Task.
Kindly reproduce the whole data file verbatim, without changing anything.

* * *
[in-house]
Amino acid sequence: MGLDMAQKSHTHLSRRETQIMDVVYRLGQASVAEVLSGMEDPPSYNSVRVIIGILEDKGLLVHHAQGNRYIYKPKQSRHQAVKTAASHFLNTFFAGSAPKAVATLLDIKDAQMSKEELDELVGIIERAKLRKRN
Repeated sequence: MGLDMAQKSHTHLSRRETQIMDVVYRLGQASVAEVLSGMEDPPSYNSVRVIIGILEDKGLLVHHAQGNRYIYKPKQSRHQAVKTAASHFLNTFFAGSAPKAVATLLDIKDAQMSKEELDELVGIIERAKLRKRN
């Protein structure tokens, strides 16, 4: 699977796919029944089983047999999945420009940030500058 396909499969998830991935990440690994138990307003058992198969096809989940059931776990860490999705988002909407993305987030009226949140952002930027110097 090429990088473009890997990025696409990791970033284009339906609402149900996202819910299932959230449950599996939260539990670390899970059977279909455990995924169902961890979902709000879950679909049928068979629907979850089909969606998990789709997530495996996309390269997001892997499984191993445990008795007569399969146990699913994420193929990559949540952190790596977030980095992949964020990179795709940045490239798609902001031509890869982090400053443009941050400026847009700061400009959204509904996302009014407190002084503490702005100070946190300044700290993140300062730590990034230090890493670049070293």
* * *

[in-house]
Amino acid sequence: MGLDMAQKSHTHLSRRETQIMDVVYRLGQASVAEVLSGMEDPPSYNSVRVIIGILEDKGLLVHHAQGNRYIYKPKQSRHQAVKTAASHFLNTFFAGSAPKAVATLLDIKDAQMSKEELDELVGIIERAKLRKRN
Repeated sequence: MGLDMAQKSHTHLSRRETQIMDVVYRLGQASVAEVLSGMEDPPSYNSVRVIIGILEDKGLLVHHAQGNRYIYKPKQSRHQAVKTAASHFLNTFFAGSAPKAVATLLDIKDAQMSKEELDELVGIIERAKLRKRN
């Protein structure tokens, strides 16, 4: 699977796919029944089983047999999945420009940030500058 396909499969998830991935990440690994138990307003058992198969096809989940059931776990860490999705988002909407993305987030009226949140952002930027110097 090429990088473009890997990025696409990791970033284009339906609402149900996202819910299932959230449950599996939260539990670390899970059977279909455990995924169902961890979902709000879950679909049928068979629907979850089909969606998990789709997530495996996309390269997001892997499984191993445990008795007569399969146990699913994420193929990559949540952190790596977030980095992949964020990179795709940045490239798609902001031509890869982090400053443009941050400026847009700061400009959204509904996302009014407190002084503490702005100070946190300044700290993140300062730590990034230090890493670049070293």